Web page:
Sunday share tips: Johnson Matthey, Aviva
In the Sunday Times’ 'Inside the City' column, John Collingridge focuses this week on chemicals behemoth Johnson Matthey, noting that buying shares in the firm was once a “binary bet” on the future of the internal combustion engine.
The company currently earns the bulk of its cash manufacturing catalysts, which work to remove impurities from the exhausts of motor vehicles.
Its emissions control unit contributed almost two-thirds of sales and profits in the most recent financial year.
The Volkswagen emissions cheating scandal had forced the company to change focus, however, with many government working to ban diesel engines.
Westminster went further than most, however, vowing to ban all new petrol and diesel-powered cars by 2040.
The emissions affair and ensuing regulatory panic has given Johnson Matthey reason to diversify away from combustion engine-related business, with the firm targeting electric vehicles since launching a lithium-ion division in 2012.
At the centre of its new focus is a new higher-energy density cathode material, which the company says would allow carmakers to extend the range of their electric vehicles through higher-capacity batteries.
Its shares were sent soaring in September, after the board made the decision to plough £200m into a factory to manufacture 10,000 tons of the cathode material per year, by 2021.
It’s not all sunshine and rainbows, Collingridge warned, noting that it remained to be seen how quickly the great motoring public take up electric vehicles.
To its credit, Johnson Matthey has been working to a conservative estimate that electric vehicles will have a 9% market share in Europe by 2025, compared to other predictions of up to 25% penetration by then.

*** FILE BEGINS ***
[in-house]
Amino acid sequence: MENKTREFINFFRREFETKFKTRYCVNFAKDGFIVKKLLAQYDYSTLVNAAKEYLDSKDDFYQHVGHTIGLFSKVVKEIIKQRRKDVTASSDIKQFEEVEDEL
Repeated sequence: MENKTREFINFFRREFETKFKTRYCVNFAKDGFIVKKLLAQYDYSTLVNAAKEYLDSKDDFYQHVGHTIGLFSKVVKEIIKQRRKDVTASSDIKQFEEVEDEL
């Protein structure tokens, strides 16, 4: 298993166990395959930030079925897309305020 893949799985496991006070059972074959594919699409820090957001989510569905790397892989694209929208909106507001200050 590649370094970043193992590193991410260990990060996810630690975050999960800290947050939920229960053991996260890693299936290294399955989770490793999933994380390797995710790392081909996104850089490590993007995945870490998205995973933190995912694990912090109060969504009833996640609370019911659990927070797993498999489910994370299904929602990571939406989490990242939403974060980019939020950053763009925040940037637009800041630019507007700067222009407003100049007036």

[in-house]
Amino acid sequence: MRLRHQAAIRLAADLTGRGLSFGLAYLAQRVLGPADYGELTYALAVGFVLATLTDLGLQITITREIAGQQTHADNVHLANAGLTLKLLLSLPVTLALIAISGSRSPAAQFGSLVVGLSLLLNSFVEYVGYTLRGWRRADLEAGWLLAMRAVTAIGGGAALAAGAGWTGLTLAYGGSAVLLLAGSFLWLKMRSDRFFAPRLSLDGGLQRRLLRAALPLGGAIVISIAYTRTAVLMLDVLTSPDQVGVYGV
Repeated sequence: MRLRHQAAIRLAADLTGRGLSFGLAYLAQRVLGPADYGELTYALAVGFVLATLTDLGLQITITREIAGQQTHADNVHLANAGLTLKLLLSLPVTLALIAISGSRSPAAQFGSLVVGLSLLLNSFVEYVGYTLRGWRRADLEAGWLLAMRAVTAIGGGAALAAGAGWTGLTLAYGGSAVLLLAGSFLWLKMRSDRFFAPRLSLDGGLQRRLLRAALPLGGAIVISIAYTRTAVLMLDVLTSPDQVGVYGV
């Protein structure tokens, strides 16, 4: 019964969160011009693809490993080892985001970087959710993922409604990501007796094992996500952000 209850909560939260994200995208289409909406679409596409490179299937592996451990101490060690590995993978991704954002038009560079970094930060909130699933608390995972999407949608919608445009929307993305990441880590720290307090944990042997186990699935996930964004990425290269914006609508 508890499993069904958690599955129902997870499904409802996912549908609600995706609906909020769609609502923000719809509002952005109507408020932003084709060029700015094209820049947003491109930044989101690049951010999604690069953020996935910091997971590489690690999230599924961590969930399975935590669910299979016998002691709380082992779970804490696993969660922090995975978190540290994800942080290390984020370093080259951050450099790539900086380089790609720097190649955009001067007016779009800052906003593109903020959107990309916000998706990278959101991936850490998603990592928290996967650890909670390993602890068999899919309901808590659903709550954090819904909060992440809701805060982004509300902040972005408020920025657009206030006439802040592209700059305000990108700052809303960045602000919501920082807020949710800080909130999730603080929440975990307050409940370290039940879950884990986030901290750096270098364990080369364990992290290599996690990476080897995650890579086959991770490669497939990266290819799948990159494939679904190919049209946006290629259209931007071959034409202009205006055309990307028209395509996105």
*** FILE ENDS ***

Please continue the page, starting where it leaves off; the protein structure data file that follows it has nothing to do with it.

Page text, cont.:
It was still locked in an arms race with its competitors in the cathode technology space, however - primarily BASF and Umicore.
Johnson Matthey’s shares were sent 4.3% lower on Friday after Belgian rival Umicore announced it had raised €892m via a share placing, to fund expansion of its battery division.
Investors were clearly concerned, Collingridge claimed, that Johnson Matthey was falling behind other players in the space.
However, even if the company only manages to hold 10% of the cathode battery market, analysts at Berenberg believe it could have itself a fairly profitable £600m subdivision.
And even with competitors flaunting their own cathode advances, Collingridge rightly pointed out that electric vehicles won’t be a complete replacement for the combustion engine anytime soon, with auto manufacturers yet to make decent profits on their models.
Until they work out how to make a profit, the focus will be on hybrid vehicles - which run on both electricity and fossil fuels.
“Johnson Matthey’s catalytic expertise and growing battery plans give it a foot in both camps. Buy.”
Over in the Mail on Sunday, Joanne Hart spent her 'Midas' column looking at investments she believes could help shield readers from the kind of rollercoaster rides seen on the stock market last week.
She noted that the volatility could be put down to solid economic growth in many parts of the word, leading to fears that interest rates could soon rise.
That spells bad news for equities, as higher interest rates make it more expensive for boards to make borrowing decisions, and leading investors to stray towards the improving yields of bonds.
Hart’s top pick of her ‘shield’ investments is insurance giant Aviva, which has experienced a successful turnaround since Kiwi group chief executive Mark Wilson took the ropes in 2013.
In November, Wilson signalled that dividends would now be higher than analysts were expecting, thanks to faster growth and a £3bn surplus cash pile.
The company’s results are due next month, with a dividend of 26p anticipated, rising to 30p for 2018 and 34p for the 2019 financial year.
That makes for a stock yield of more than 5%, with the distributions rising at one of the fastest rates among Aviva’s FTSE 100 peers.
It was still expanding as well, with its policies on offer through several high-street banks, and its savings and pension operations continuing to grow through acquisitions.
“Aviva shares have fallen from 534p in January to 486.5p today, at which point they are a long-term buy,” Hart said.
“The dividend alone makes this stock appealing while the long-term growth prospects should provide further momentum.”